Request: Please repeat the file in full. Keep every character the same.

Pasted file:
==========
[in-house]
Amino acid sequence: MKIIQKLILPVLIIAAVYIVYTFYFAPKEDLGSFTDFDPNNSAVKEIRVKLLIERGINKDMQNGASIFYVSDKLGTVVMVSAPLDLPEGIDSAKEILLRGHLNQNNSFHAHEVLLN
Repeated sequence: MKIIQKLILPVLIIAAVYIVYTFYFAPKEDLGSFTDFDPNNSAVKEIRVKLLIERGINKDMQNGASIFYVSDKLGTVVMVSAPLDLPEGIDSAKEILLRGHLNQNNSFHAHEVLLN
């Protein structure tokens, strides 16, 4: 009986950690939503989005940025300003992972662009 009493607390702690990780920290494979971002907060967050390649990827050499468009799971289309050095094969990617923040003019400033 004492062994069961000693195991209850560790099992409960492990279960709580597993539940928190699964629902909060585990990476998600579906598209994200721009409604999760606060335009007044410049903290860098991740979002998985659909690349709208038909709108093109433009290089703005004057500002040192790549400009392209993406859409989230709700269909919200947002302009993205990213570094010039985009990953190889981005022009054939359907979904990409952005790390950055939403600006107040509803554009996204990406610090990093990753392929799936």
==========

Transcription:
[in-house]
Amino acid sequence: MKIIQKLILPVLIIAAVYIVYTFYFAPKEDLGSFTDFDPNNSAVKEIRVKLLIERGINKDMQNGASIFYVSDKLGTVVMVSAPLDLPEGIDSAKEILLRGHLNQNNSFHAHEVLLN
Repeated sequence: MKIIQKLILPVLIIAAVYIVYTFYFAPKEDLGSFTDFDPNNSAVKEIRVKLLIERGINKDMQNGASIFYVSDKLGTVVMVSAPLDLPEGIDSAKEILLRGHLNQNNSFHAHEVLLN
């Protein structure tokens, strides 16, 4: 009986950690939503989005940025300003992972662009 009493607390702690990780920290494979971002907060967050390649990827050499468009799971289309050095094969990617923040003019400033 004492062994069961000693195991209850560790099992409960492990279960709580597993539940928190699964629902909060585990990476998600579906598209994200721009409604999760606060335009007044410049903290860098991740979002998985659909690349709208038909709108093109433009290089703005004057500002040192790549400009392209993406859409989230709700269909919200947002302009993205990213570094010039985009990953190889981005022009054939359907979904990409952005790390950055939403600006107040509803554009996204990406610090990093990753392929799936």